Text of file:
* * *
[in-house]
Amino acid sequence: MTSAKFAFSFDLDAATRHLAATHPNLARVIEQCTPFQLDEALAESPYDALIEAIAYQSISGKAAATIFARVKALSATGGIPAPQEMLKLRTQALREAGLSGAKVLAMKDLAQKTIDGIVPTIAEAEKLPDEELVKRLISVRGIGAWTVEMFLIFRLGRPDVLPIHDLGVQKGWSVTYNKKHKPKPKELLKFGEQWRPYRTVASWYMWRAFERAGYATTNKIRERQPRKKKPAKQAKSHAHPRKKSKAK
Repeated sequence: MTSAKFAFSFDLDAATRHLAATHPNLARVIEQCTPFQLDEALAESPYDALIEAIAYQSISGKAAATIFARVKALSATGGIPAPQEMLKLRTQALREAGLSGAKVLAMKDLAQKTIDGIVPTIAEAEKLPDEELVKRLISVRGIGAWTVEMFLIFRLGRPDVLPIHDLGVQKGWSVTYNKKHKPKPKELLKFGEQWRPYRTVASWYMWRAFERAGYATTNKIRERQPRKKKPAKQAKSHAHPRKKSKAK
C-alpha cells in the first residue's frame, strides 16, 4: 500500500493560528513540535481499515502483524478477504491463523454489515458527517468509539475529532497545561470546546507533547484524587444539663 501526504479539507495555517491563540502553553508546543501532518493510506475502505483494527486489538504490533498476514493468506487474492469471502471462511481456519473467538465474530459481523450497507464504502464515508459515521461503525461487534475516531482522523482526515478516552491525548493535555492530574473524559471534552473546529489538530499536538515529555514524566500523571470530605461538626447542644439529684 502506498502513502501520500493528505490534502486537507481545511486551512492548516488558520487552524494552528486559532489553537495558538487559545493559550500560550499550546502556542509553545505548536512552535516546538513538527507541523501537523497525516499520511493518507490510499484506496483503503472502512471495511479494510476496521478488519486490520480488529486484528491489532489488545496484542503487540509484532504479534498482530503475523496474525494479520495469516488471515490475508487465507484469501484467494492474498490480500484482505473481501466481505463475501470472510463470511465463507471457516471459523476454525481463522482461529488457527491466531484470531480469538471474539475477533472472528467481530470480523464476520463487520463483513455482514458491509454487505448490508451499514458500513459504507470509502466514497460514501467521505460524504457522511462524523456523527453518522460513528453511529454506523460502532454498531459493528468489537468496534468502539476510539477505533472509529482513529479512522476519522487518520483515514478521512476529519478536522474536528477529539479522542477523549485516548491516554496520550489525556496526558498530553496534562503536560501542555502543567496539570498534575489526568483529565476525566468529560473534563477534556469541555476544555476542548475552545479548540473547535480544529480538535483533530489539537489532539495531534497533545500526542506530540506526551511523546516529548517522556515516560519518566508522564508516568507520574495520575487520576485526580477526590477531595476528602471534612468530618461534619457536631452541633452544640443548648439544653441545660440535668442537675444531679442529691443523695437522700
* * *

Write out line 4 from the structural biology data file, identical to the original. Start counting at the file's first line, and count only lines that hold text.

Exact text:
C-alpha cells in the first residue's frame, strides 16, 4: 500500500493560528513540535481499515502483524478477504491463523454489515458527517468509539475529532497545561470546546507533547484524587444539663 501526504479539507495555517491563540502553553508546543501532518493510506475502505483494527486489538504490533498476514493468506487474492469471502471462511481456519473467538465474530459481523450497507464504502464515508459515521461503525461487534475516531482522523482526515478516552491525548493535555492530574473524559471534552473546529489538530499536538515529555514524566500523571470530605461538626447542644439529684 502506498502513502501520500493528505490534502486537507481545511486551512492548516488558520487552524494552528486559532489553537495558538487559545493559550500560550499550546502556542509553545505548536512552535516546538513538527507541523501537523497525516499520511493518507490510499484506496483503503472502512471495511479494510476496521478488519486490520480488529486484528491489532489488545496484542503487540509484532504479534498482530503475523496474525494479520495469516488471515490475508487465507484469501484467494492474498490480500484482505473481501466481505463475501470472510463470511465463507471457516471459523476454525481463522482461529488457527491466531484470531480469538471474539475477533472472528467481530470480523464476520463487520463483513455482514458491509454487505448490508451499514458500513459504507470509502466514497460514501467521505460524504457522511462524523456523527453518522460513528453511529454506523460502532454498531459493528468489537468496534468502539476510539477505533472509529482513529479512522476519522487518520483515514478521512476529519478536522474536528477529539479522542477523549485516548491516554496520550489525556496526558498530553496534562503536560501542555502543567496539570498534575489526568483529565476525566468529560473534563477534556469541555476544555476542548475552545479548540473547535480544529480538535483533530489539537489532539495531534497533545500526542506530540506526551511523546516529548517522556515516560519518566508522564508516568507520574495520575487520576485526580477526590477531595476528602471534612468530618461534619457536631452541633452544640443548648439544653441545660440535668442537675444531679442529691443523695437522700